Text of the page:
Volvo penta MD22 complete overhaul
As there was little time we decided to overhaul the engine ourselves.
After googling some information about the engine I came to realise this is about the worst engine ever built in history by perkins.
But the problem we encountered was yet not documented on the Internet.
The problem with the engine was water on the head of the engine, so at first we expected the head gasket to be the culprit.
We started by removing the head of the engine to look at the extend of the damage.
All valves were luckily undamaged but as this is a complete overhaul we adjusted the tolerances aswell.
Next to be removed was the oil and the carter.
The engine can be handled best when it is rolled on its back.
The carter can be removed quite easy then.
Motor head has been removed to realign the valves
You can see a little bit of rust already on the cylinders because the came in contact with water.
You can see the carter also contained water because of the rust.
This rust needed to be removed.
Another problem: the starter engine broke because there was water on the engine head.
When starting there was so much torque, the aluminium broke.
I rejoined the broken pieces together and welded it back to one piece.
You can see the weld clearly here.
And now with the complete engine restored.
After failing to find leaks in the head gasket we investigated further, next suspect was the heat exchanger.
Somehow this part leaked all its contents in the exhaust so we had to investigate what exactly failed.
This is why I took my axial grinder to open up the top of the heat exchanger.
(NOTE volvo penta thinks this part is worth 3250 euro's ex V.A.T. I personally think they are totally crazy to charge such amount for a piece is (badly designed) aluminium)
Now grinding the top of the exchanger.
The inner cooling system is clearly visible now, the water is contained above the exhaust and intake tubes.
After pouring some water in the exchanger the exact problem came to light.
You can clearly see the aluminium corroded ( you would expect a sea worthy engine to outlive more then 15 years) but because this part is so badly designed salt water can sit between the gasket and the heat exchanger.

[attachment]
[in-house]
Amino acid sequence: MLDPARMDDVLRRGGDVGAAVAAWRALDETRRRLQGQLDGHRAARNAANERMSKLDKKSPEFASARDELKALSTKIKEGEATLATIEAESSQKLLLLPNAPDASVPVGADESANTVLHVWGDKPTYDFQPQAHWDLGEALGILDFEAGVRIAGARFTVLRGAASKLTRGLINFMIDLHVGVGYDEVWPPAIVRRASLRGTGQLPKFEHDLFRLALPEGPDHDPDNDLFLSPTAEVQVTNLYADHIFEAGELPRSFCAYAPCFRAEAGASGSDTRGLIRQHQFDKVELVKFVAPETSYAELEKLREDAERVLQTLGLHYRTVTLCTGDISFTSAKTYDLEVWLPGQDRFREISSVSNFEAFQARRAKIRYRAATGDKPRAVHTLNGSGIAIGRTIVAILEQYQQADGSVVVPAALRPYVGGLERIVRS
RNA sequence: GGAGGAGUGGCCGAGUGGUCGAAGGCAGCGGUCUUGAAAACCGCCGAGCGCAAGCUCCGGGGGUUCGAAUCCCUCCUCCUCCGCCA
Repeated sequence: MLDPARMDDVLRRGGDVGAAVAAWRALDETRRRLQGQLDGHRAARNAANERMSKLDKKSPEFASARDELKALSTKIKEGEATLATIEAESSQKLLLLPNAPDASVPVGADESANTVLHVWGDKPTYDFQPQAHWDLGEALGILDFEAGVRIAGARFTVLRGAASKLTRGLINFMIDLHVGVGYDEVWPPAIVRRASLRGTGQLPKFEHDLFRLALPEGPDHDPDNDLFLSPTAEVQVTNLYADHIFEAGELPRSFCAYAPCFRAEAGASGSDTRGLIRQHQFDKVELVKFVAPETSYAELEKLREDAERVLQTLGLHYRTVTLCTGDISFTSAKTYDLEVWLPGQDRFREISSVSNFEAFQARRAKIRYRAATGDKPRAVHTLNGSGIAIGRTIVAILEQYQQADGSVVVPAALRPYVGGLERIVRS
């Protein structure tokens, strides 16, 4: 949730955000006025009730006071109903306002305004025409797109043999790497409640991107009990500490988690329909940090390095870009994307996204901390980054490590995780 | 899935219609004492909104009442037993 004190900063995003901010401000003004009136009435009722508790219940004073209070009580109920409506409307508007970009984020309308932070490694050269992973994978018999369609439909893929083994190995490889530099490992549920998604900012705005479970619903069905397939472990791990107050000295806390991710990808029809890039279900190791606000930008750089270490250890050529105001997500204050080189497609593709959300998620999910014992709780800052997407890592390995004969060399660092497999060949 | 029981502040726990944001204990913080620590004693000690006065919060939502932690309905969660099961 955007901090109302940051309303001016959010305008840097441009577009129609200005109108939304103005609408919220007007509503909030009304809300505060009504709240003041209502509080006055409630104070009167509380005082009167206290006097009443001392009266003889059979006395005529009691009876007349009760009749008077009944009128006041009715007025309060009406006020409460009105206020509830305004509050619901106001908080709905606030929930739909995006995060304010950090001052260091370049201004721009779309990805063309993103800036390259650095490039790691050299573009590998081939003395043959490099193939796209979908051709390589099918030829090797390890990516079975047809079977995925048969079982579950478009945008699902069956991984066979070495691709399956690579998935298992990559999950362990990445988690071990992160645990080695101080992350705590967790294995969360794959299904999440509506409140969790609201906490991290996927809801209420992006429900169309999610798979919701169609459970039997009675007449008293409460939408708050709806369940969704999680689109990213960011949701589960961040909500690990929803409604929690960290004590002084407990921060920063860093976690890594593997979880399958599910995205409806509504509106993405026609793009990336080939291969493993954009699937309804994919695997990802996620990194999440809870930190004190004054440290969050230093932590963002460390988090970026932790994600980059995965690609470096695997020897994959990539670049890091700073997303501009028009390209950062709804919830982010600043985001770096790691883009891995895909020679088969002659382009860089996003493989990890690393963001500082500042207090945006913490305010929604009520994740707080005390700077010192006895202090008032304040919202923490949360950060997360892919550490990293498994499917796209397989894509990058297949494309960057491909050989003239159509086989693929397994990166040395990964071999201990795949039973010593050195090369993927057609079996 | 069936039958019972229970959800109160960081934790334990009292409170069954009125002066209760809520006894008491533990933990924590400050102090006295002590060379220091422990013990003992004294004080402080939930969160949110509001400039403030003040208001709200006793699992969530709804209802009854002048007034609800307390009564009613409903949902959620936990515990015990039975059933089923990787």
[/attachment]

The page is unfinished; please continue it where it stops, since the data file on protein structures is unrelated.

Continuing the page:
and corrode the aluminium.
(I Really don't know why any sane person would design anything like this (any other then reducing the life expectancy of an engine!))
I tried to restore the aluminium with my tig welder but the aluminium is so polluted by corrosion I was unable to establish a good weld.
Next thing I did was just grinding off the flange to look at the extend of the corrosion, as you can see we now have clear shiny aluminium.
This is the sawed of flange, as you can see it has holes where the leakage originated, this is aluminium which is designed in such a way this reduced the life expectancy of the engine.
Again this is to my knowledge completely unnecessary and only introduced by designers to have you buy parts when the aluminium is gone due to corrosion (extremely expensive parts 3250 euro's ex V.A.T.)
Next step , I started to recreate the flange.
I sawed off a piece of aluminium (costs about 3 euro)
Now milling a hole for the exhaust.
Drilling a few holes for the mounting threads.
And welding the part to the exhaust. ( total costs: 30 euro)
The completed weld.
Now the top has to be reinstated.
And I wanted to test my welds so I plugged up all holes.
I filled the heat exchanger with water.
Then compressing the exchanger to about 2.5 Bar pressure and letting it stay on pressure for a while.
A nice view of the fixed part.
The pistons needed new compression rings because of the water, we first removed all rings and ordered new ones.
Then we started polishing with waterproof sanding paper.
The difference between an polished and unpolished part is easy to spot :D
The Cylinders needed some service too, so we honed the buses till it was nice any flat once again.
after most imported parts were repaired we started painting the engine.
And all small parts :D
We reinstalled all pistons
The pistons feel right at home.
We closed the carter with some special carter seal which can endure high temperatures and oil.
We lost the gasket fixator so I recreated a new one.
Now the head is once again installed on the engine.
And the heat exchanger is bolted to its place.
The air intake is installed
All zero positions have been set so the timing belt can be installed at a later point.
The oil pump needed a new gasket so we cut one.
All pieces which don't need a new coat of paint are taped.
Final screws are inserted
And now the final coat of paint is applied.
Looks like a new engine :D
and sure we broke a piece of the fuel return line, this is brass so I didn't feel like welding it.
So I created a small replacement part and installed it on the fuel return line . :D problem solved:D
I also broke the pulley of the water maker, but luckily only one belt was needed so I removed one pulley ring.
And once again the motor is back in its place , ready to run once again! :D